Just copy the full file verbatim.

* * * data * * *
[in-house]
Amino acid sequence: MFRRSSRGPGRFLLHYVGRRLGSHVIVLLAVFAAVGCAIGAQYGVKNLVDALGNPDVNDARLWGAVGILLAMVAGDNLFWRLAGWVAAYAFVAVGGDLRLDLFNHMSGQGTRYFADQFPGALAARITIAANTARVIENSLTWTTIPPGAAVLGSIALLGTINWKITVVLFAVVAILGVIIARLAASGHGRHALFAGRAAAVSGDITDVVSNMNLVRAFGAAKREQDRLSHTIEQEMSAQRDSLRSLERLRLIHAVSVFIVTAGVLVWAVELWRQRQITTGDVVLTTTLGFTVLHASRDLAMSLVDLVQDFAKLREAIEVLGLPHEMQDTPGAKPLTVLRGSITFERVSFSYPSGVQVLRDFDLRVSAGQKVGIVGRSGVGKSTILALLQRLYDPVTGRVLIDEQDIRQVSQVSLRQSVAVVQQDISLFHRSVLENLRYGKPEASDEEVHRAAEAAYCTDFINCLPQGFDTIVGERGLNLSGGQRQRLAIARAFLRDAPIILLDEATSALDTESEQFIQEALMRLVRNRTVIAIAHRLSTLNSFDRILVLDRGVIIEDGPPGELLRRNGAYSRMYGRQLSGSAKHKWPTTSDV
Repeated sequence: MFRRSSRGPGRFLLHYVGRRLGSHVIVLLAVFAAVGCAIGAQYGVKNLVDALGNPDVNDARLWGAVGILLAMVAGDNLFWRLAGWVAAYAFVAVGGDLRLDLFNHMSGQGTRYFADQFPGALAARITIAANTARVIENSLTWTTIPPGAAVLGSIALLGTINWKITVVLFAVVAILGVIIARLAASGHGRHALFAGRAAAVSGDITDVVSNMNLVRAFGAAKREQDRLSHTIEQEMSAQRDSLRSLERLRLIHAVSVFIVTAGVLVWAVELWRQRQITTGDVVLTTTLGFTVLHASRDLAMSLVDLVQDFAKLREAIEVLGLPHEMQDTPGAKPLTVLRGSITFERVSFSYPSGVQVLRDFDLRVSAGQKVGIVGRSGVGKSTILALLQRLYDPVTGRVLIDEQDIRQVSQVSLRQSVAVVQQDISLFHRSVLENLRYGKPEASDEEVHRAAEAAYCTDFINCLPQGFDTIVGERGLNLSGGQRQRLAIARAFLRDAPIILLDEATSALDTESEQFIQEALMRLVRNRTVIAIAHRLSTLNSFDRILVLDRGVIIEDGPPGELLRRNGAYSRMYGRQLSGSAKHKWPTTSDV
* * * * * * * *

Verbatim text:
[in-house]
Amino acid sequence: MFRRSSRGPGRFLLHYVGRRLGSHVIVLLAVFAAVGCAIGAQYGVKNLVDALGNPDVNDARLWGAVGILLAMVAGDNLFWRLAGWVAAYAFVAVGGDLRLDLFNHMSGQGTRYFADQFPGALAARITIAANTARVIENSLTWTTIPPGAAVLGSIALLGTINWKITVVLFAVVAILGVIIARLAASGHGRHALFAGRAAAVSGDITDVVSNMNLVRAFGAAKREQDRLSHTIEQEMSAQRDSLRSLERLRLIHAVSVFIVTAGVLVWAVELWRQRQITTGDVVLTTTLGFTVLHASRDLAMSLVDLVQDFAKLREAIEVLGLPHEMQDTPGAKPLTVLRGSITFERVSFSYPSGVQVLRDFDLRVSAGQKVGIVGRSGVGKSTILALLQRLYDPVTGRVLIDEQDIRQVSQVSLRQSVAVVQQDISLFHRSVLENLRYGKPEASDEEVHRAAEAAYCTDFINCLPQGFDTIVGERGLNLSGGQRQRLAIARAFLRDAPIILLDEATSALDTESEQFIQEALMRLVRNRTVIAIAHRLSTLNSFDRILVLDRGVIIEDGPPGELLRRNGAYSRMYGRQLSGSAKHKWPTTSDV
Repeated sequence: MFRRSSRGPGRFLLHYVGRRLGSHVIVLLAVFAAVGCAIGAQYGVKNLVDALGNPDVNDARLWGAVGILLAMVAGDNLFWRLAGWVAAYAFVAVGGDLRLDLFNHMSGQGTRYFADQFPGALAARITIAANTARVIENSLTWTTIPPGAAVLGSIALLGTINWKITVVLFAVVAILGVIIARLAASGHGRHALFAGRAAAVSGDITDVVSNMNLVRAFGAAKREQDRLSHTIEQEMSAQRDSLRSLERLRLIHAVSVFIVTAGVLVWAVELWRQRQITTGDVVLTTTLGFTVLHASRDLAMSLVDLVQDFAKLREAIEVLGLPHEMQDTPGAKPLTVLRGSITFERVSFSYPSGVQVLRDFDLRVSAGQKVGIVGRSGVGKSTILALLQRLYDPVTGRVLIDEQDIRQVSQVSLRQSVAVVQQDISLFHRSVLENLRYGKPEASDEEVHRAAEAAYCTDFINCLPQGFDTIVGERGLNLSGGQRQRLAIARAFLRDAPIILLDEATSALDTESEQFIQEALMRLVRNRTVIAIAHRLSTLNSFDRILVLDRGVIIEDGPPGELLRRNGAYSRMYGRQLSGSAKHKWPTTSDV